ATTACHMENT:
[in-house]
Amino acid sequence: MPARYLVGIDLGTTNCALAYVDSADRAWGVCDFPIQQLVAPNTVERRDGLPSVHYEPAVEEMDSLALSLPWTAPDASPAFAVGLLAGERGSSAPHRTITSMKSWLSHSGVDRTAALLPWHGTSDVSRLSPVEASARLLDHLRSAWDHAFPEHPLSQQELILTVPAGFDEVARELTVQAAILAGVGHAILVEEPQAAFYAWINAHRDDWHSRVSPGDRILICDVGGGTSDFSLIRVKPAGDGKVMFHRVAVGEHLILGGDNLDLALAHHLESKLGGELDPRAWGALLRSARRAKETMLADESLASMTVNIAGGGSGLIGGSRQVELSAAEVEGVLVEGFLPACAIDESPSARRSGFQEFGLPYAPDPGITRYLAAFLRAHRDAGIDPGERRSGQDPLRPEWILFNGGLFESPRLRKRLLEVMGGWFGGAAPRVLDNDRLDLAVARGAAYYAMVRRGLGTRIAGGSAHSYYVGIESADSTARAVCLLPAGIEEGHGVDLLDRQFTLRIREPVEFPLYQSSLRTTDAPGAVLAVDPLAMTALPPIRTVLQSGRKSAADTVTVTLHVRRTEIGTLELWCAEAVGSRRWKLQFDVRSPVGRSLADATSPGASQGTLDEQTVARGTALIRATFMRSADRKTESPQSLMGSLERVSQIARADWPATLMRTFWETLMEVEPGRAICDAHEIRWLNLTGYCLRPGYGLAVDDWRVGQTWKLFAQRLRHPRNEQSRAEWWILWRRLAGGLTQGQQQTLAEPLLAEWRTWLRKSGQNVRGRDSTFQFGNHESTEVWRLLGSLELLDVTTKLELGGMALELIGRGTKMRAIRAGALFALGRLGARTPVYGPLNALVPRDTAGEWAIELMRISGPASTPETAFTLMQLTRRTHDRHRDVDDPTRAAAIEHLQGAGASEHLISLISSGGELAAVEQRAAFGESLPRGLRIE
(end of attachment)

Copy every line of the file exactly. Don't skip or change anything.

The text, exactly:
[in-house]
Amino acid sequence: MPARYLVGIDLGTTNCALAYVDSADRAWGVCDFPIQQLVAPNTVERRDGLPSVHYEPAVEEMDSLALSLPWTAPDASPAFAVGLLAGERGSSAPHRTITSMKSWLSHSGVDRTAALLPWHGTSDVSRLSPVEASARLLDHLRSAWDHAFPEHPLSQQELILTVPAGFDEVARELTVQAAILAGVGHAILVEEPQAAFYAWINAHRDDWHSRVSPGDRILICDVGGGTSDFSLIRVKPAGDGKVMFHRVAVGEHLILGGDNLDLALAHHLESKLGGELDPRAWGALLRSARRAKETMLADESLASMTVNIAGGGSGLIGGSRQVELSAAEVEGVLVEGFLPACAIDESPSARRSGFQEFGLPYAPDPGITRYLAAFLRAHRDAGIDPGERRSGQDPLRPEWILFNGGLFESPRLRKRLLEVMGGWFGGAAPRVLDNDRLDLAVARGAAYYAMVRRGLGTRIAGGSAHSYYVGIESADSTARAVCLLPAGIEEGHGVDLLDRQFTLRIREPVEFPLYQSSLRTTDAPGAVLAVDPLAMTALPPIRTVLQSGRKSAADTVTVTLHVRRTEIGTLELWCAEAVGSRRWKLQFDVRSPVGRSLADATSPGASQGTLDEQTVARGTALIRATFMRSADRKTESPQSLMGSLERVSQIARADWPATLMRTFWETLMEVEPGRAICDAHEIRWLNLTGYCLRPGYGLAVDDWRVGQTWKLFAQRLRHPRNEQSRAEWWILWRRLAGGLTQGQQQTLAEPLLAEWRTWLRKSGQNVRGRDSTFQFGNHESTEVWRLLGSLELLDVTTKLELGGMALELIGRGTKMRAIRAGALFALGRLGARTPVYGPLNALVPRDTAGEWAIELMRISGPASTPETAFTLMQLTRRTHDRHRDVDDPTRAAAIEHLQGAGASEHLISLISSGGELAAVEQRAAFGESLPRGLRIE